EVL Plus Drug to Prevent Variceal Rebleeding
Information source: National Science Council, Taiwan
Information obtained from ClinicalTrials.gov on June 20, 2008
Link to the current ClinicalTrials.gov record.
Condition(s) targeted: Bleeding
Intervention: band ligation (Procedure)
Phase: Phase 4
Sponsored by: National Science Council, Taiwan
Official(s) and/or principal investigator(s):
Gin Ho Lo, Principal Investigator, Affiliation: Kaohsiung Veterans General Hospital.
Both medications with beta-blockers and isosorbide-5-mononitrate and endoscopic variceal
ligation have been proven plausible in the prevention of variceal rebleeding. However, the
relative efficacy and safety of the combined treatment for preventing rebleeding remains
Official title: A Controlled Trial of Ligation Plus Drug Vs. Drug Alone in the Prevention of Variceal Rebleeding
Study design: Treatment, Randomized, Open Label, Active Control, Single Group Assignment, Efficacy Study
Primary outcome: rebleeding rate
Secondary outcome: complications
Bleeding from esophageal varices is a severe complication of portal hypertension. After
initial control of acute variceal bleeding, patients still carry a high risk of rebleeding.
Of those do rebleed, there is a 20%-35% mortality (1). Therefore, preventive procedures are
required in patients surviving an episode of acute variceal bleeding. In recent years,
endoscopic variceal ligation (EVL) has replaced endoscopic injection sclerotherapy (EIS) as
the endoscopic treatment of choice in the management of bleeding esophageal varices (2-3). On
the other hand, nonselective beta blockers have been well documented to be effective in
reducing variceal rebleeding (4-5). The addition of isosorbide-5-mononitrate (ISMN) has been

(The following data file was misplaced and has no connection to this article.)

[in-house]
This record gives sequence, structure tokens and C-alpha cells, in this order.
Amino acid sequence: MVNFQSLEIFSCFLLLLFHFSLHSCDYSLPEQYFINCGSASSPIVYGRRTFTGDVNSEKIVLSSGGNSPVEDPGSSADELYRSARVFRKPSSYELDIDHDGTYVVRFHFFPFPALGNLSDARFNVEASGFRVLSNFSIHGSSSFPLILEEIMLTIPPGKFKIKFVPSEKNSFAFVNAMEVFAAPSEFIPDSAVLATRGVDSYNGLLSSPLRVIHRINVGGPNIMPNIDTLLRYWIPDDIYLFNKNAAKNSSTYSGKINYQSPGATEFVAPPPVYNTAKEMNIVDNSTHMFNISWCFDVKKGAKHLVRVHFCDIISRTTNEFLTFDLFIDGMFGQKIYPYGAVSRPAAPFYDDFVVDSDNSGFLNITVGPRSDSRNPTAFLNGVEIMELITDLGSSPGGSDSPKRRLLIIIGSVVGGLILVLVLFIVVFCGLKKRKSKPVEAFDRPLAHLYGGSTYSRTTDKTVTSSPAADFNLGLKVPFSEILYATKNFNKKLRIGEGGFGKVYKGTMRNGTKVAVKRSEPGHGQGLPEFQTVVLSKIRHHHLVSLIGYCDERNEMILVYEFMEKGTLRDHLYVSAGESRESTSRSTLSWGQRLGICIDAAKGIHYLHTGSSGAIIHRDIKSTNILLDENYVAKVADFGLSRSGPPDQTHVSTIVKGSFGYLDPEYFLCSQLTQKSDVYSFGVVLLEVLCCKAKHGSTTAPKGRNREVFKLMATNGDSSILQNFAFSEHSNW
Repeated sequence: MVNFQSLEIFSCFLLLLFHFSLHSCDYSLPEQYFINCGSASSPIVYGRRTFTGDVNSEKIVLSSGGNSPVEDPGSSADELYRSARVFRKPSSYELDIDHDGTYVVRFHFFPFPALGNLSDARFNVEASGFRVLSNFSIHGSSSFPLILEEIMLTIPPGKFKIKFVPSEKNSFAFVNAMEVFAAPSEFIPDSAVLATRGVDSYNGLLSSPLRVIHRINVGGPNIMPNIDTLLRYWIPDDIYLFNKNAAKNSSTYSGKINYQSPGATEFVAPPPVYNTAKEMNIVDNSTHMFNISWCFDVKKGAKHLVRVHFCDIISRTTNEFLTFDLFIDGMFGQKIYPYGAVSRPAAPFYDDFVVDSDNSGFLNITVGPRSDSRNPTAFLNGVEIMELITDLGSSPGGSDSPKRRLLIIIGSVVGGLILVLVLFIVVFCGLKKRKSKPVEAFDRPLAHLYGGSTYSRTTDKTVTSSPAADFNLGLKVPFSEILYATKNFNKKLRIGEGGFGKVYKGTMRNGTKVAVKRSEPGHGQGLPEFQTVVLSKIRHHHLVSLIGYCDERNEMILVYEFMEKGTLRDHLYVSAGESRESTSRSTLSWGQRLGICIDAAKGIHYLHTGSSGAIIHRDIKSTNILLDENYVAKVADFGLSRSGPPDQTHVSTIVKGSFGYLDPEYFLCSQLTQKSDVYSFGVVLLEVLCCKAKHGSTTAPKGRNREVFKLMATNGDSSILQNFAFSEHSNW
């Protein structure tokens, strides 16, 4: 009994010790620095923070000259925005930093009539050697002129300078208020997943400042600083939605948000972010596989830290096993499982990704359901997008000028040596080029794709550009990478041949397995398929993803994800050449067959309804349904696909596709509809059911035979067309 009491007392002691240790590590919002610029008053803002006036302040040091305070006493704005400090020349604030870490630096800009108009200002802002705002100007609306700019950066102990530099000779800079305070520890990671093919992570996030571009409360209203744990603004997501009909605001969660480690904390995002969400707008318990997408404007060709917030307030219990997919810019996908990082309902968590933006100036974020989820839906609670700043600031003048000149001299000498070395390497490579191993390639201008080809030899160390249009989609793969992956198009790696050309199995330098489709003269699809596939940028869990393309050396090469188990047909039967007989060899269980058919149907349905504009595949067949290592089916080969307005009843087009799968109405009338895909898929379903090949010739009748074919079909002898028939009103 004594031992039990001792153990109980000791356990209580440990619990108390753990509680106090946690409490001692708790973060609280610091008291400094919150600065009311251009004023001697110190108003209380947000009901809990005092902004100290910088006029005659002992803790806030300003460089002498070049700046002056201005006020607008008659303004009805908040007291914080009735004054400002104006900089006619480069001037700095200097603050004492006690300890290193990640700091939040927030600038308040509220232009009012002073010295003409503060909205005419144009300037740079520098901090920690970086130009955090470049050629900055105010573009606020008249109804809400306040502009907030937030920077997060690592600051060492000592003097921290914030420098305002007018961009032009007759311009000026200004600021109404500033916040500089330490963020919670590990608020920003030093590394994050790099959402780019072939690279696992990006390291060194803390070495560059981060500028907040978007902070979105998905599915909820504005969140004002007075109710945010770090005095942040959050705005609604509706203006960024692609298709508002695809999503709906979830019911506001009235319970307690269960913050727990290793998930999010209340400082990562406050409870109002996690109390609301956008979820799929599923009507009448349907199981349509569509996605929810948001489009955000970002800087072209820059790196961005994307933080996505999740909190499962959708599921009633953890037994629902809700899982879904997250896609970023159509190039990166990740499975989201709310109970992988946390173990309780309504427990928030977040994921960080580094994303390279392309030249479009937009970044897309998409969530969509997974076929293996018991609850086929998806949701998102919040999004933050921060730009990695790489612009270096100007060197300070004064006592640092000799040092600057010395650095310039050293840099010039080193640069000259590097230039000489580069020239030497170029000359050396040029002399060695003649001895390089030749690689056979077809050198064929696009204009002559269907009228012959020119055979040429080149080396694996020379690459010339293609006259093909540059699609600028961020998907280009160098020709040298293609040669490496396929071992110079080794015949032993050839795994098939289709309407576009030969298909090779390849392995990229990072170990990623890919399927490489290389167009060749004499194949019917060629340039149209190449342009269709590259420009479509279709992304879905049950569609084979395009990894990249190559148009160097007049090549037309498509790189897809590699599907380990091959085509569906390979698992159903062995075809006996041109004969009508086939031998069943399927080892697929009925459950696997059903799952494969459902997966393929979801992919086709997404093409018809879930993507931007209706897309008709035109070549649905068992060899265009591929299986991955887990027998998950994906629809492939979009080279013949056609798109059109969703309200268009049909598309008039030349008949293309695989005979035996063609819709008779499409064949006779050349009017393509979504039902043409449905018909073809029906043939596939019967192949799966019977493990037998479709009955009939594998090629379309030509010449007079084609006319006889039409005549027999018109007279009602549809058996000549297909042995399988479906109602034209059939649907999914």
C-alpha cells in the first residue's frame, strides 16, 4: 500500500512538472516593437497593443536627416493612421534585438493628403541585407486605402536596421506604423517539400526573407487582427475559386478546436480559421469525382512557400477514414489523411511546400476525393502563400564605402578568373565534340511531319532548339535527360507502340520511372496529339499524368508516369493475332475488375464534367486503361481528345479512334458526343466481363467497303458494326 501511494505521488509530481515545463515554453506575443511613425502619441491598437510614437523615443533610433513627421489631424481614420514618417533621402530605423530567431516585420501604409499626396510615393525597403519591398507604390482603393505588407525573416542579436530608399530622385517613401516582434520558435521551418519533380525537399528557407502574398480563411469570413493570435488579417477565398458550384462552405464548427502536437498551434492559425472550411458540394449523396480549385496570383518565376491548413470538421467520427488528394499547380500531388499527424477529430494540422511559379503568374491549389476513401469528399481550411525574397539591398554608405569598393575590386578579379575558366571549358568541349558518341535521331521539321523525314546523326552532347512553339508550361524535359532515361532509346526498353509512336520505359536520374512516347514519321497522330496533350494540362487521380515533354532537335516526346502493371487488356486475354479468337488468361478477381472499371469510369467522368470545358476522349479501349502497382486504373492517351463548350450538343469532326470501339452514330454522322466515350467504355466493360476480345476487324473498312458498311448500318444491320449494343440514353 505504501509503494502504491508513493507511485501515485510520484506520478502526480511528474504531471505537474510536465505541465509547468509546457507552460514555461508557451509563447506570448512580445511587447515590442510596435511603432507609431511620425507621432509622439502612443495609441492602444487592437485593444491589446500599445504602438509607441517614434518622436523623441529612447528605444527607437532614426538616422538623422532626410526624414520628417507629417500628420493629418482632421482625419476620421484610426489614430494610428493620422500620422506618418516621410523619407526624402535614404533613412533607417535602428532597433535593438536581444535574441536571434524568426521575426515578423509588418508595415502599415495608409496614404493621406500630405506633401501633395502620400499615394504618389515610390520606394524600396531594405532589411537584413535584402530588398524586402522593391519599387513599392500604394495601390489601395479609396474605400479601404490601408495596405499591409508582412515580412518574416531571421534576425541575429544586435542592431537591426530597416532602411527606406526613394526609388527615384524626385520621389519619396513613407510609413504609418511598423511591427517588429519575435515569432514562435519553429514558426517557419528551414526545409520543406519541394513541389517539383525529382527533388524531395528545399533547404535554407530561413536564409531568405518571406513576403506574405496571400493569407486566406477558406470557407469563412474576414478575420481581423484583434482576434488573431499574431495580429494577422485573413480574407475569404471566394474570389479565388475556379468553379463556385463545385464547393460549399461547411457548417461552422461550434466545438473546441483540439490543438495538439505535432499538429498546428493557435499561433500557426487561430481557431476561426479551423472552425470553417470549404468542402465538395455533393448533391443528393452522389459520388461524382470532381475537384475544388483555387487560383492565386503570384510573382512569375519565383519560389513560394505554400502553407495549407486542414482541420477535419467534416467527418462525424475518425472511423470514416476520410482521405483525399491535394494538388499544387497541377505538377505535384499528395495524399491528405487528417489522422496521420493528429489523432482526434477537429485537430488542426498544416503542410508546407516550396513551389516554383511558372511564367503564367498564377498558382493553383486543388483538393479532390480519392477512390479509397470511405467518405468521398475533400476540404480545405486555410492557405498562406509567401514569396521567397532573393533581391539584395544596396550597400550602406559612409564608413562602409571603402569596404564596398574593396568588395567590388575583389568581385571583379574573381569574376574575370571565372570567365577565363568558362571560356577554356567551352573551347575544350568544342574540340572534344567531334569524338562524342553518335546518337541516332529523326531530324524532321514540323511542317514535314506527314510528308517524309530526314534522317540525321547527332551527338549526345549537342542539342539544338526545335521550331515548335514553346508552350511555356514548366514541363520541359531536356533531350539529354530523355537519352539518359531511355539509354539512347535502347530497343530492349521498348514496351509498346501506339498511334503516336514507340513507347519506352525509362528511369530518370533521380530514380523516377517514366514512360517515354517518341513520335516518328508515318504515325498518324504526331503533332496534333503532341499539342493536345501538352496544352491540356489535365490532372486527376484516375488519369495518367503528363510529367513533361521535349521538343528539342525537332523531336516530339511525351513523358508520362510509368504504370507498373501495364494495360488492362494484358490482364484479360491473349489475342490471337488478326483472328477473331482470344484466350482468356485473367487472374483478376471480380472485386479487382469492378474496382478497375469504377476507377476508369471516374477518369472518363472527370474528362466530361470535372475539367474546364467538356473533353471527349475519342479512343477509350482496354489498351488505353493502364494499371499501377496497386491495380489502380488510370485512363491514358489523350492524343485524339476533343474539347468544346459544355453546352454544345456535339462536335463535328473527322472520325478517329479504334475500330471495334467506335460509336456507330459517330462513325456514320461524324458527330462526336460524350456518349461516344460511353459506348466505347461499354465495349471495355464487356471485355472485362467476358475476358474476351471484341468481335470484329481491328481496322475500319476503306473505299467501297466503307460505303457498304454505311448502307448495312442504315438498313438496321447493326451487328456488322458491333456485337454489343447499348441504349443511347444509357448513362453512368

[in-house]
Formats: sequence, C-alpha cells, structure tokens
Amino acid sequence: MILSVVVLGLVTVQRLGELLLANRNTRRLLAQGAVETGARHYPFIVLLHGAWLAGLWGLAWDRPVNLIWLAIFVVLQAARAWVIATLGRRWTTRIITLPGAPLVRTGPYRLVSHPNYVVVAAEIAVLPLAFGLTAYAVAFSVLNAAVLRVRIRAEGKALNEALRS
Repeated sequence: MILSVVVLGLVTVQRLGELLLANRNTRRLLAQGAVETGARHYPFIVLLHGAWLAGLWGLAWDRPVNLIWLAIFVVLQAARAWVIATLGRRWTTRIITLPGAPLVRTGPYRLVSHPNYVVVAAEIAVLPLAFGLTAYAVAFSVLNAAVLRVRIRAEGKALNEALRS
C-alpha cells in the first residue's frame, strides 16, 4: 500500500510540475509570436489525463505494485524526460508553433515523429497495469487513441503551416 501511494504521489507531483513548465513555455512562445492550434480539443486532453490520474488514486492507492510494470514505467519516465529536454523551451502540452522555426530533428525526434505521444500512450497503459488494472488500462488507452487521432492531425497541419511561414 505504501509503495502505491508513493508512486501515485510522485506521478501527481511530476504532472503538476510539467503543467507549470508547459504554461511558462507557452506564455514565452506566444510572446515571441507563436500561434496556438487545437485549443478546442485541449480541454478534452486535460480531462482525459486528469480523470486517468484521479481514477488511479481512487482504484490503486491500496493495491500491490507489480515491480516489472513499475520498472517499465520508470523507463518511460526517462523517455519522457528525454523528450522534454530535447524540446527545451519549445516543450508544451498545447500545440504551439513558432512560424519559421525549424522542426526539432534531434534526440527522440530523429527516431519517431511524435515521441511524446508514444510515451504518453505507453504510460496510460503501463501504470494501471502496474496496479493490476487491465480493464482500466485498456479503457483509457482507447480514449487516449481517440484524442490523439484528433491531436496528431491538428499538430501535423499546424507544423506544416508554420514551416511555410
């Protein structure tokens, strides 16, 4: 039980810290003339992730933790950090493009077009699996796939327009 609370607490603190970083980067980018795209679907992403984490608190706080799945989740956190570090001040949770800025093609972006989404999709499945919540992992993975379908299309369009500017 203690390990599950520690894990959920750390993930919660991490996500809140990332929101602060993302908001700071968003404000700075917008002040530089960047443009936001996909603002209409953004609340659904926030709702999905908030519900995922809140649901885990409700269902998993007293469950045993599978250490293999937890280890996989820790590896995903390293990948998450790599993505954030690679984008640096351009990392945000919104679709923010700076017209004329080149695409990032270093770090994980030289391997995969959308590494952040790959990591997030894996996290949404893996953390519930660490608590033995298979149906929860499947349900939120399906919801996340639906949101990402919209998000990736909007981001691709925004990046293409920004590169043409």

shown to be even more effective than propranolol alone in the reduction of portal pressure
and in the prevention of variceal rebleeding (6). Some studies showed that the combination of
nadolol and ISMN is more effective than EIS or EVL in the reduction of variceal rebleeding
(7-8). It is still unknown whether EVL combined with nadolol and ISMN is superior to nadolol
and ISMN in the prevention of variceal rebleeding. This study was undertaken to compare the
effectiveness and complications of ligation plus nadolol and isosorbide mononitrate vs.
nadolol plus isosorbide mononitrate for the prevention of variceal rebleeding.
Minimum age: 20 Years.
Maximum age: 75 Years.
1. Acute bleeding from esophageal varices (defined below);
2. the etiology of portal hypertension was cirrhosis; and
3. age was between 20 and 75 years old. The diagnosis of cirrhosis was based on
pathology, clinical, biochemical, and sonographic or computed tomographic findings.
Acute esophageal variceal bleeding was defined as when blood was directly seen by
endoscopy to issue from an esophageal varix, or when patients presented with red color
signs on their esophageal varices with blood in esophagus or stomach and no other
potential site of bleeding identified.
1. association with hepatocellular carcinoma or other malignancy,
2. association with cerebral vascular accident, uremia, sepsis or other debilitating
3. had history of gastric variceal bleeding,
4. received beta blocker within one month prior to entry,
5. had history of contraindication to the use of beta blockers, such as asthma, heart
failure, atrioventricular block, bradycardia (pulse rate <55/min) or arterial
hypotension (systolic blood pressure<90 mmHg).
6. had history of prior shunt operation, TIPS (transjugular intrahepatic portosystemic
stent shunt), EIS or EVL,
7. deep jaundice (serum bilirubin >10mg/dl),
8. encephalopathy greater than stage II,
9. failure in control of index variceal bleeding,
10. death within 24 hours of admission, or
11. refused to participate in the trial.
Locations and Contacts
Gin-Ho Lo, Kaohsiung 813, Taiwan
Starting date: July 2001
Ending date: March 2005
Last updated: September 14, 2006